The term amyloid encompasses a group of biochemically distinct proteins with a similar beta-pleated sheet conformation arranged in variable length, 7.5-10 nm wide, nonbranching filaments (visible by electron microscopy) which give amyloid its characteristic Congo red staining and green birefringence, as well as its fluorescence with thioflavin-T or S.(1,4,5) At least 17 amyloid proteins have been characterized in humans and animals, with AA (derived from serum amyloid A), AL (derived from immunoglobulin light chains), and Aβ (β-amyloid protein found in cerebral Alzheimer disease lesions) being the most common in humans.(1) Of these, except for a single report of β-amyloid in cerebral vessels of an aged woodpecker, (7) only AA-amyloidosis has been reported in birds.(5) The precursor protein for AA, serum amyloid A (SAA), is a soluble acute phase response protein synthesized in the liver in response to inflammation via cytokines Il-1, Il-6, and TNF.(1,4,5) The mechanisms by which insoluble derivatives of SAA are deposited and accumulate are poorly understood, but because of its association with persistently elevated SAA concentrations, as occurs in chronic inflammatory conditions, this type of amyloidosis is known as secondary, or reactive, amyloidosis.

Among birds, amyloidosis has been reported in most orders, but is particularly common in captive Anseriformes where incidences may be almost 80% in ducks and 50% in geese and swans examined at necropsy.(5) In approximately 60-70% of amyloidosis cases in Anseriformes, an associated chronic inflammatory or infectious disease, such as mycobacteriosis, fungal disease, or enteric parasites, can be identified.(2,5,10) It has also been associated with bumblefoot in Pekin ducks and can be induced experimentally in ducks and chickens with injections of a variety of bacterial and adjuvant components.(5) The cases in which systemic amyloidosis is present without inflammation may be considered idiopathic or a result of nonspecific stresses associated with environmental conditions. For example, a study in white Pekin ducks free of chronic disease and parasites showed that increased crowding corresponded to increased rate and incidence of development of amyloidosis.(3) Amyloidosis has been seen in approximately 20% of avian mycobacteriosis cases overall, (6) and in up to 50-60% of the cases in Anseriformes.(2,8)

Mycobacteriosis in birds is predominantly caused by Mycobacterium avium-intracellulare (MAI) complex organisms or Mycobacterium genavense and is spread by fecal-oral transmission (rarely aerogenous) from environmental contamination.(9) They have low zoonotic potential, except to immunocompromised individuals, who are nevertheless more likely to acquire the infection from a common environmental source.(9) Some studies have found disproportionate susceptibility of waterfowl, especially perching ducks, to Mycobacterium sp. in zoologic collections.(9) The infection in this duck was systemic with severe involvement of the liver and scattered granulomas present in the spleen, on the serosal surface of the intestinal tract, and in the fascia of the cervical and syringeal regions. It was identified as a Mycobacterium avium complex species. 

JPC Diagnosis:  

1. Liver: Granulomas, multiple, with acid fast bacilli, etiology consistent with Mycobacterium sp.
2. Liver: Amyloidosis, diffuse, severe, with moderate hepatocellular atrophy, loss, degeneration, and necrosis and multifocal, moderate granulomatous hepatitis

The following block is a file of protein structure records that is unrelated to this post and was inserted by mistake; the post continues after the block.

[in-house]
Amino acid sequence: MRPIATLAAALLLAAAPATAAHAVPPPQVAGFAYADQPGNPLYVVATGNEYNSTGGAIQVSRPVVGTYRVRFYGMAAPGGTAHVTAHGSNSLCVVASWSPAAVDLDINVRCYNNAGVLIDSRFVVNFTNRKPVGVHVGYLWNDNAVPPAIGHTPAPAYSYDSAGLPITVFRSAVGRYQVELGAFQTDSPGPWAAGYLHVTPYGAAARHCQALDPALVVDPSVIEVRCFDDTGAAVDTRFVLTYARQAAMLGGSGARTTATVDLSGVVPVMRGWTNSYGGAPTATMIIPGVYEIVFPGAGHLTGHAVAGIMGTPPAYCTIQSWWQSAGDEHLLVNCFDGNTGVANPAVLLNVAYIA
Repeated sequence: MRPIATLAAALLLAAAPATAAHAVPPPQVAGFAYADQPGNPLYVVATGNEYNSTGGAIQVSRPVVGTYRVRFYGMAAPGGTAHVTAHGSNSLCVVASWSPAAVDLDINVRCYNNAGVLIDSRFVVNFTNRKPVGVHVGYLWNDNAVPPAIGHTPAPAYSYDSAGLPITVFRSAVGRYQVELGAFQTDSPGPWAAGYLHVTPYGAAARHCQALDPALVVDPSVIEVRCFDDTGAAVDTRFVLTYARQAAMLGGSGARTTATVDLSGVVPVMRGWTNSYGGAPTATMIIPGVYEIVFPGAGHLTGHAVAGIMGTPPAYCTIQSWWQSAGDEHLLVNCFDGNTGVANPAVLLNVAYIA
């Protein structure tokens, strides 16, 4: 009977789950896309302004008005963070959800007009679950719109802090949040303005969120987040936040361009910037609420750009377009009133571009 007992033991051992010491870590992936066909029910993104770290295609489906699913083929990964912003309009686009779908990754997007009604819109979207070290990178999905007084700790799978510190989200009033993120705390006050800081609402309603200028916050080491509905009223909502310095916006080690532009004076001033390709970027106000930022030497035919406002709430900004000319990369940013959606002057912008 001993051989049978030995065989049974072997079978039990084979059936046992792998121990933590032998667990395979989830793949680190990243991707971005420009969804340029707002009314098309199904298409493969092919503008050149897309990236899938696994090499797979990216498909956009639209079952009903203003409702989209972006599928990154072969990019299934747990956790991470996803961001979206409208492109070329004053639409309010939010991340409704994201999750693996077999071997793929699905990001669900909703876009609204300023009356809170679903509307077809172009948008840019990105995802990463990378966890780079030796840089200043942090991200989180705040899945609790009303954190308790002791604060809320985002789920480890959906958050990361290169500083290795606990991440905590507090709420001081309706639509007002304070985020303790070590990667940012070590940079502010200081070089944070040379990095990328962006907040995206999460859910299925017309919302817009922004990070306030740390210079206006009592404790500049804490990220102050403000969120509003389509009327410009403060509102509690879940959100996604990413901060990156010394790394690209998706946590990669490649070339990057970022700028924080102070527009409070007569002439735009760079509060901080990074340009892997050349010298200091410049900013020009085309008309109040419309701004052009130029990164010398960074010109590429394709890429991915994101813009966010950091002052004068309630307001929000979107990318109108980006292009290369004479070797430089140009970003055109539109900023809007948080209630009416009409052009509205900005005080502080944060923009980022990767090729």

Conference Comment:  

The conference discussion centered predominately on the different types of amyloid and the cytokines involved in inflammation and amyloidosis. Scattered granulomatous inflammation in some areas did not appear to be associated with the acid-fast bacteria. The contributor did an outstanding job of describing this entity. 


1. Abbas AK: Diseases of immunity: amyloidosis. In: Robbins and Cotran Pathologic Basis of Disease, eds. Kumar V, Abbas AK, Fausto N, 7th ed., pp. 258-264. Elsiever, Inc., Philadelphia, PA, 2005
2. Brassard A: Amyloidosis in captive Anseriformes. Can J Comp Med Vet Sci 29:253-258, 1965
3. Cowan DF, Johnson WC: Amyloidosis in the white Pekin duck. Lab Invest 23:551-555, 1970
4. King NW, Alroy J: Intarcellular and extracellular depositions, degenerations: Amyloidosis. In: Veterinary Pathology eds., Jones TC, Hunt RD, King NW, 6th ed., pp. 50-54. Lippincott Williams & Wilkins, Baltimore, 1997
5. Landman WJM, Gruys E, Gielkens ALJ: Avian amyloidosis. Avian Pathol 27:437-449, 1998
6. Montali RJ, Bush M, Thoen CO, Smith E: Tuberculosis in captive exotic birds. JAVMA 169:920-927, 1976
7. Nakayama H, Katayama KI, Ikawa A, Miyawaki K, Shinozuka J, Uetsuka K, Nakamura SI, Kimura N, Yoshikawa Y, Doi K: Cerebral amyloid angiopathy in an aged great spotted woodpecker (Picoides major). Neurobiol Aging 20:53-56, 1999
8. Saggese MD, Riggs G, Tizard I, Bratton G, Taylor R, Phalen DN: Gross and microscopic findings and investigation of the aetiopathogenesis of mycobacteriosis in a captive population of white-winged ducks (Cairina scutulata). Avian Pathol 36:415-422, 2007
9. Tell LA, Woods L, Cromie RL: Mycobacteriosis in birds. Rev Sci Tech Off Int Epiz 20:180-203, 2001
10. Zschiesche W, Linke RP: Immunohistochemical characterization of spontaneous amyloidosis in captive birds as AA-type, using monoclonal and polyclonal anti-AA antibodies against mammalian amyloid. Acta Histochem 86:45-50, 1989

Click the slide to view.

3-1. Liver, duck.

3-2. Liver, cross section, duck

3-3. Liver, duck.

3-4. Liver, duck

3-5. Liver, duck.

3-6. Liver, duck